I honestly doubt this will happen. This isn’t like a desktop, where there are a few specific formfactors. Every goddamn laptop has its own dimensions and any boards developed by 3rd parties would be specifically for the Framework (and couldn’t be used with other laptops), so the only incentive for them to do that would be if Framework laptops grow to become a big force in the industry and Framework owners are open to buying 3rd party motherboards. I don’t see the second one happening even if the first part does.

This is partially out of their control, though. If the world moves on and starts using different connectors for RAM, there’s not much they can do except also use that type of RAM. If the world moves to a different type of (standardized) storage, it would be foolish for Framework to not also support that format.

The biggest strength of Framework, in my opinion, is that there is already a big market out there of compatible parts, precisely because they used existing standards where applicable. They used existing standards for the WiFi module, storage, and RAM. They relied on USB-C to power their expansion card concept. All of this stuff is easily sourceable from third parties.

Even other parts likely rely on existing connector types (keyboard, touchpad, etc), but the problem is that their formfactors are very specific to a given laptop. That is, Dell and Framework may both use the same connector for their touchpad (so the touchpads are compatible), but the Dell touchpad may not fit in the Framework (or vice versa). The same goes for other stuff as well, like the keyboard and speakers. So while other parts could theoretically fit, whether they actually fit depends on their dimensions and the space within the chassis.


Just note that what I write is just my dream of what the framework company could be. I am not even sure if it’s economically viable.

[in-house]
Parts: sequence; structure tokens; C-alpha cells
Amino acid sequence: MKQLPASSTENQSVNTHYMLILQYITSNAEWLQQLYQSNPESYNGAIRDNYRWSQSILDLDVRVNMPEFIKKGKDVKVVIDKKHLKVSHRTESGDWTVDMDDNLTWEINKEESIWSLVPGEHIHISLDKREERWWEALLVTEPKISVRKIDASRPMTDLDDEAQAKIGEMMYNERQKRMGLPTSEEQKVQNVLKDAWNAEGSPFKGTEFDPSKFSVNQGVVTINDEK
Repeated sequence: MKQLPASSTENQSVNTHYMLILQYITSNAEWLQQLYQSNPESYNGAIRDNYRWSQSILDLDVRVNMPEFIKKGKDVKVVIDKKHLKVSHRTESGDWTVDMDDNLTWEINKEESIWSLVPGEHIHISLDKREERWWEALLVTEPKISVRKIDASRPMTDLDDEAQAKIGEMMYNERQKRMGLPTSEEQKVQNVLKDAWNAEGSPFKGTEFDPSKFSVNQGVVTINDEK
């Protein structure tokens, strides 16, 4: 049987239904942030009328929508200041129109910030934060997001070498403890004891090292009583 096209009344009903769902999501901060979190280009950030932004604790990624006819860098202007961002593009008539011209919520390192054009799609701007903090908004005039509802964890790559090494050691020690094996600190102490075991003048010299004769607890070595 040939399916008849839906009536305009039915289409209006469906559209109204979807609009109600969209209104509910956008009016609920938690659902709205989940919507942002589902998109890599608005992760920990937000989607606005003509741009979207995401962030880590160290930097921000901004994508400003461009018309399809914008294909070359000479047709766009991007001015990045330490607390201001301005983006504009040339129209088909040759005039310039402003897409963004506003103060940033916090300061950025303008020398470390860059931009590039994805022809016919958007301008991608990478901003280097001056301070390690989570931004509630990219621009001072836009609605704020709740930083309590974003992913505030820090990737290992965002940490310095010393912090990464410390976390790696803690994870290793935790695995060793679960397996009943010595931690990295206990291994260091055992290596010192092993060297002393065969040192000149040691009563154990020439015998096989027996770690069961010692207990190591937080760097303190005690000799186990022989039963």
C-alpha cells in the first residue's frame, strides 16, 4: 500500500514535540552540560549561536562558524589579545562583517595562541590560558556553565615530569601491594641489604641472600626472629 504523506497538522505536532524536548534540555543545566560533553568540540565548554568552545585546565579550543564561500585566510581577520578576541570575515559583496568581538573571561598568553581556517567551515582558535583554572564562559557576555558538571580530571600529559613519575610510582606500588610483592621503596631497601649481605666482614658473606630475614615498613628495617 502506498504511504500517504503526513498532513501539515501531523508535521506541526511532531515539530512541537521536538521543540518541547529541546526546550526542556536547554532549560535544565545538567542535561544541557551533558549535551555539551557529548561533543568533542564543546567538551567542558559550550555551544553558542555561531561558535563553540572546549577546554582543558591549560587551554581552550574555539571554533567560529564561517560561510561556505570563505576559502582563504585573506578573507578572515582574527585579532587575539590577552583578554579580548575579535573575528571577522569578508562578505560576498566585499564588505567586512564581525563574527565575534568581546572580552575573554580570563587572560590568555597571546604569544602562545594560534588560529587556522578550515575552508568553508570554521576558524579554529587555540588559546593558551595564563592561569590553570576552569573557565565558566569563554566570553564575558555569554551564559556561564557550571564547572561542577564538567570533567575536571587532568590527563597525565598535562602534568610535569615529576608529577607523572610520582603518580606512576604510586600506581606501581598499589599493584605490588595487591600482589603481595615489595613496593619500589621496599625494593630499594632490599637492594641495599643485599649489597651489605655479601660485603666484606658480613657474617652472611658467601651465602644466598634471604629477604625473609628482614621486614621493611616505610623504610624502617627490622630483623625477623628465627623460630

I would like to bring a desktop PC for comparison again. The motherboard size and dimension are standard for atx, micro-atx, and mini itx. It doesn’t matter what DDR 5 or DDR 4 ram, both will fit those board dimensions.

Recently I have been reading a lot about sffpc (small form factor pc). All cases have different dimensions. Even a different power supply! The beauty of it is all of them use standard components and there’s a market for it.

Again I think what blows my mind on DIY pc is the stand of components which is extremely fools proof and compatible with other parts. My friend asked me to upgrade his over 10 years pc. I could buy a motherboard and not bother looking up if the power supply spec since the pins is compatible and PCI-e of his old graphic card works and I don’t even care about what company is making those parts.

Would love to hear others thought too!

Not true, especially if Intel has their way and 12VO becomes the standard (which I’m for btw)

Framework has done all they can do for open hardware, I doubt there is much more that can be done on that front

And I would like to push back on the concept that we should be slaves to reusing parts

Yes we should seek reuse of parts wherever possible but not to the detriment of performance

That’s not what I want and it’s not useful either

SATA is a great example, M.2 drive slots obviously won’t accept 3.5 or 2.5 inch drives but the performance is unmatched in a much reduced form factor

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Totally understandable I just want to share my magical experience I have with PC standard. I did manage to upgrade my friends PC with the old power supply even new board has different pins.

Can’t wait to see how framework implement the next version! Framework laptop is miles better than any option I have.

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I think it is important to understand that Framework is a small company in an industry filled with titans. Titans which for decades have worked together to create the closed unrepairable devices that are so prominent today.

I saw on Elevated Systems most recent video that he mentioned the battery connection on the mainboard is proprietary. Many people might see this and immediately think that Framework is blowing smoke.

I think the real answer is that to be able to get access to certain tech you have to play by some of the rules. An industry completely open and modular as Framework desires would put a lot of the current industry out of business.

While this reality is true, there will ALWAYS be compromises. Framework has the least amount of compromises on any such product in the laptop market.

This is why I just want to reaffirm that what Framework has done with the Framework Laptop is revolutionary. The benefits to their design has already been flaunted in youtube and social media extensively. I myself and building my own ultra portable laptop with the Framework Laptop mainboard being the chief guts of that endeavor.

I can’t encourage people to support them enough. They really deserve it!!!